I’m at the grocery store walking down the diaper aisle with my two kids when I start to feel as though the walls are caving in. I stop clear in my tracks feeling as though I’m grasping for my last breath of air. I cannot breathe. My hands and my palms are sweating. I can feel my body temperature rising. My heart is palpitating. I still feel as though I cannot breathe. It feels like a brick of concrete has been laid on my chest. I feel imminent doom.

I’m having a panic attack.

*****

Before having kids I never really had a problem with being anxious. Even after having my first child (Neveah), I never experienced anxiety. After having my second (Nolan) I struggled with postpartum depression. I didn’t realize it at the time, but now looking back I realize some of the things I was and still am experiencing is anxiety.

Anxiety is mental health disorder that affects almost 3 million people in the US, so don’t be embarrassed or feel ashamed if it’s something you struggle with.

For the longest time I was in denial about having anxiety. I refused to believe that what I was experiencing were panic attacks. I felt embarrassed that as a mom I could allow this to happen. I kept telling myself things like: it’s just in your head, stop it, you can control it.

The truth is sometimes you can’t control it alone.

That’s what some people don’t understand.

Even David has told me, “You’re fine. It’s just in your head.”

Yes, it is it’s in my head.

I cannot control it, though.

I can’t stop myself from feeling paralyzed with fear at night before going to sleep. I can’t sleep sometimes because I fear I won’t wake up.

I hate when I do fall asleep because most times I wake up from a horrifying nightmare in which I died in a tragic matter.

I hate the children’s room is on the other side of the house. I fear that if something happens I won’t be able to get to them in time. I feel as though I’m constantly on guard.

I hate leaving the house sometimes even if it’s just to grocery shop because I fear public embarrassment. I hate talking to people. I don’t hate people. I just don’t like to talk to strangers because I’m afraid I’ll say the wrong thing.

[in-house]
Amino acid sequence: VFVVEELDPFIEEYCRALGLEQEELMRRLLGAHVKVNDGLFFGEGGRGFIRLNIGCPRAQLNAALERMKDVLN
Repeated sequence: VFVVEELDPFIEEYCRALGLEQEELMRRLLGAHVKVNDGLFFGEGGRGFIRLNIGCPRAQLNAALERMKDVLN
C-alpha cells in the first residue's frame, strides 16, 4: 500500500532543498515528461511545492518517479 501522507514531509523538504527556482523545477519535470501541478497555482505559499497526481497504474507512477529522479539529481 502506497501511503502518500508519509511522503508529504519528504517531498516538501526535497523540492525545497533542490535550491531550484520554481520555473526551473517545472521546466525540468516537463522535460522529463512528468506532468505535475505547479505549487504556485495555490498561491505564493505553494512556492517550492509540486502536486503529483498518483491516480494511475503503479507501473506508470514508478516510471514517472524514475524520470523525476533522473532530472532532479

I hate going to crowded places.

I hate that on the rare occasion I venture out to Ikea or Costco on the weekend it’s jam-packed. I feel like I’m constantly being judged.

I hate that I hate being left home alone. It absolutely terrifies me when David leaves. It terrifies me even more when he leaves and takes one of the kids.

I’m tired a lot. I have trouble sleeping. My entire body is extremely tense (this has been determined by my TMJ specialist that my muscles are very tense).

I shake. I sweat. I have troubling breathing.

I’m in constant fear not just for myself, but for my children.

Somehow having two kids hit me a lot harder than having one.

Reality hit me like a ton of bricks after having my second.

I am now not just responsible for one, but for two tiny human lives. That’s a huge responsibility. Although I’m extremely grateful, and I feel blessed it makes me worry twice as much.

I know it’s completely normal to worry as a parent about your kids. Even when your kids are adults you still worry about them. I don’t know if that worry ever fully goes away.

The problem with me is that I worry way too much. I over think everything when it comes to my children. My instinct is to be protective mama bear.

I know deep down in my heart that I cannot always protect them, and that makes me uncomfortable.

I worry about the future when I should just focus on the now. We’ll cross that bridge when we get there.

Anxiety. Panic attacks. It’s debilitating the quality of my life.

I’ve finally recognized it.

I’m starting to figure out what triggers my panic attacks and how to cope with the anxiety.

I know some people might look at me and think I’m extremely confident. I know some people might think how could someone who writes so openly about her life on the internet feel publicly embarrassed?

I’ll tell you that most of what I write is the good stuff. I don’t write too much about the bad stuff. Every human has demons they struggle with. And not everyone is as open about their struggles as others. Just because I write a public blog or share a photo of me on Instagram smiling doesn’t mean that I don’t struggle with things deep inside.

I know how to put on a good front. I know how to smile and say, “I’m fine.” When in reality I feel my world around me collapsing.

*****

I sit down on the cold tile and begin to sob. It’s an ugly cry. My daughter, Neveah, sits down next to me. She holds my hand and says, “It’s okay mommy.” I manage to catch my breath, and in between the tears I tell her I love her. I then stand up, wipe my tears off, and take deep slow breathes. I grab Nolan out of the cart, and I hug him tight. Neveah helps me pick out which diapers to put in the cart (she’s very smart she knows what diaper brand and size Nolan wears), and we continue our grocery shopping.

If you’re a mom struggling with anxiety just know that it’s okay. It doesn’t make you a bad mom. It makes you human.

Successful mothers are not the ones who have never struggled.

They are the ones who never give up, despite the struggles.

For other facts and helpful resources you can check out adaa.org. I also encourage you to talk to your doctor about how you’re feeling.

Disclaimer: This post is in no way shape or form meant to be a self diagnosis for anxiety disorder or panic attacks. If you or someone you knew may be struggling with these issues, I encourage you to seek medical advice from a qualified health physician.